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So, the task is to prove the following:

If S is a schedule containing at most one write action, then S is conflict-serializable.

The answer is yes, but I disagree, because the following schedule contains at most one write action, and is not conflict-serializable:

R1(A), R2(A), W2(A), R1(A).

Am I completely wrong? Or is the answer wrong?

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  • $\begingroup$ The statement is true if in a transaction there is only one read on a datum (no repeated reads). And this a reasonable assumption when discussing schedules (and also in practice). $\endgroup$ – Renzo Jan 21 '18 at 9:49
  • $\begingroup$ But let´s say repeated reads are allowed. If we just look at this in theory and not practical, does the assumption hold? $\endgroup$ – newbie Jan 21 '18 at 9:59
  • $\begingroup$ In this case I think the assumption does not hold. $\endgroup$ – Renzo Jan 21 '18 at 10:09
  • $\begingroup$ So the given schedule is not allowed basically? $\endgroup$ – newbie Jan 21 '18 at 10:17
  • $\begingroup$ I think the statement to prove should be interpreted in this way (no duplicate operations on data). However, I looked in several well-known books on databases and didn't find an explicit prohibition of replication of operations on the same data in the definition of a schedule. So, it is not clear to me if this is just a case of underspecification or something else. $\endgroup$ – Renzo Jan 21 '18 at 10:50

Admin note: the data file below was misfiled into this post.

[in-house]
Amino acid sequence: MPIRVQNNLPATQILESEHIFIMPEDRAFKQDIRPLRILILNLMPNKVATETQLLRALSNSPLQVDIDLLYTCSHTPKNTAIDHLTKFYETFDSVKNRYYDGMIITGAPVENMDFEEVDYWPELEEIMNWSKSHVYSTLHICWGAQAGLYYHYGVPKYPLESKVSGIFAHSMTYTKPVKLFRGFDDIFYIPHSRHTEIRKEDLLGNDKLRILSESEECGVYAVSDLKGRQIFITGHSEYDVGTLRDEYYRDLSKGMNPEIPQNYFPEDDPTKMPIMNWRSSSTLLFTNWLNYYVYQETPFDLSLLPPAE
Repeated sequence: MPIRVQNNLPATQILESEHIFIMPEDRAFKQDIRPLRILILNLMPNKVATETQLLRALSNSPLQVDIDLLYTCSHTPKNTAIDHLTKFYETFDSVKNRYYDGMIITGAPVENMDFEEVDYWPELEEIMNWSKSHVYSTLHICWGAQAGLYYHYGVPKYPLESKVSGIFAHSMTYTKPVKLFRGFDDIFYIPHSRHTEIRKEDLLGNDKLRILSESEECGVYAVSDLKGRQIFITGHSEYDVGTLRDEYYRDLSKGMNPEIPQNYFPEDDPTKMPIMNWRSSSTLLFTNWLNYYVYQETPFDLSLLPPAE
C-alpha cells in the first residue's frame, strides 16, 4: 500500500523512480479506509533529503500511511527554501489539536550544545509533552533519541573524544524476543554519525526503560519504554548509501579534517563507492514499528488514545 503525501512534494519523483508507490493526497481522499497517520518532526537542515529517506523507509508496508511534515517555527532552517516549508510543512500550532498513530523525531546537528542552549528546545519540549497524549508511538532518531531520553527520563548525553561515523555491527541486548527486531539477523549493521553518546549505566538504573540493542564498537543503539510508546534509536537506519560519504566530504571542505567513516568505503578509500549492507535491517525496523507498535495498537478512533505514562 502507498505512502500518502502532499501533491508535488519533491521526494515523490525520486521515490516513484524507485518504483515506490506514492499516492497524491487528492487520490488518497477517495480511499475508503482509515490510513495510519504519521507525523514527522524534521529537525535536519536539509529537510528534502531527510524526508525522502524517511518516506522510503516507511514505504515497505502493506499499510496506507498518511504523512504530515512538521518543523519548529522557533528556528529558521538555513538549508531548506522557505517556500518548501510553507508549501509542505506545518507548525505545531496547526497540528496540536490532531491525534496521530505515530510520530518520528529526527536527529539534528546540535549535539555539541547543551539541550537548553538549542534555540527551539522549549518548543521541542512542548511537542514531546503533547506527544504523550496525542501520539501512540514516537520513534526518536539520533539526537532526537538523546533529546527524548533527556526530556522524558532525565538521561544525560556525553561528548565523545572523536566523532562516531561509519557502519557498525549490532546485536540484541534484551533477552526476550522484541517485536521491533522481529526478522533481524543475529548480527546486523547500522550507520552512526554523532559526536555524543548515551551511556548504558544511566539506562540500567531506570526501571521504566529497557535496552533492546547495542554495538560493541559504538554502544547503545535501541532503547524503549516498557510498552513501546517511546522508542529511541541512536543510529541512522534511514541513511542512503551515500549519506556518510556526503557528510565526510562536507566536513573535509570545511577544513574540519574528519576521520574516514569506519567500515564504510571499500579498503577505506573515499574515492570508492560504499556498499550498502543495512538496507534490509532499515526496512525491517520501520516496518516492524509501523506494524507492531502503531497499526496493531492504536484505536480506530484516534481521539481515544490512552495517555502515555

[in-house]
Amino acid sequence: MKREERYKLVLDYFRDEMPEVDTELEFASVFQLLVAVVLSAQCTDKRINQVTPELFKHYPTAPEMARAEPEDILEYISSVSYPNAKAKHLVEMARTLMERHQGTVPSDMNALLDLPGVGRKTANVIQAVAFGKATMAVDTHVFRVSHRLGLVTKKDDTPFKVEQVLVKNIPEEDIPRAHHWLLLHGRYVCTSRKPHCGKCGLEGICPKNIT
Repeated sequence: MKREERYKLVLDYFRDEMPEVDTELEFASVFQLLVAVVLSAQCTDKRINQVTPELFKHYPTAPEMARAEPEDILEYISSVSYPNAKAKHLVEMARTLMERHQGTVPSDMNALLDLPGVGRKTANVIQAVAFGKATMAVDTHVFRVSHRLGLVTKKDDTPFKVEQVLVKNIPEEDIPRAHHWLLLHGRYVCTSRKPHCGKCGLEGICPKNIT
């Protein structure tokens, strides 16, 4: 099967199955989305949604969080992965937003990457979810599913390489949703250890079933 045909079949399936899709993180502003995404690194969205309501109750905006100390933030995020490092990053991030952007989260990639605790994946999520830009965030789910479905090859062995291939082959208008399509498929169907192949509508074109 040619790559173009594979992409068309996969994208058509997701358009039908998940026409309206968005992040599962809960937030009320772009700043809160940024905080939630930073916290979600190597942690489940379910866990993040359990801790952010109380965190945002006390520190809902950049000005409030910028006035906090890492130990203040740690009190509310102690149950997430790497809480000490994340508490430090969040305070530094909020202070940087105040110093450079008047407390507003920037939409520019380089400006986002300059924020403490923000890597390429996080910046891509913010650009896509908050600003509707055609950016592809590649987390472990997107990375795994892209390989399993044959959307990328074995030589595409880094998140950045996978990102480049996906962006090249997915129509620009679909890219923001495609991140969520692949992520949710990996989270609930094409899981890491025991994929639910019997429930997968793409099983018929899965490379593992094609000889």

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The resulting precedence graph for your example will contain a cycle due to $R1(A) W2(A) R1(A)$. Hence its not conflict serializable. Since one example is sufficient to disprove the statement, therefore I agree with you. The answer might be wrong.

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  • $\begingroup$ @Renzo Not allowing duplicate reads combined with the condition of having at most one write operation essentially leaves us with the choice of operations like $R1(A) W2(A)$ or $R2(A) W1(A)$. This becomes too simple to be seen as serializable. Whats's to prove here then? or have I misunderstood something? $\endgroup$ – virmis_007 Jan 21 '18 at 13:18
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In transaction theory, it's usually assumed that a transaction reads or writes a same data item at most once. So your schedule is not valid since the transaction 1 reads A twice.

Unfortunately, text books do not always make it very easy to find. Here are some quotes I can find.

Philip A. Bernstein, Vassos Hadzilacos, Nathan Goodman "Concurrency Control and Recovery in Database Systems" P.21 Section 2.1

To keep this notation unambiguous, we assume that no transaction reads or writes a data item more than once.

Gerhard Weikum, Gottfried Vossen "Transactional Information Systems: Theory, Algorithms, and the Practice of Concurrency Control and Recovery" P.47 Section 2.3

To exclude redundancies of this kind, we henceforth make the following assumptions: in each transaction each data item is read or written at most once

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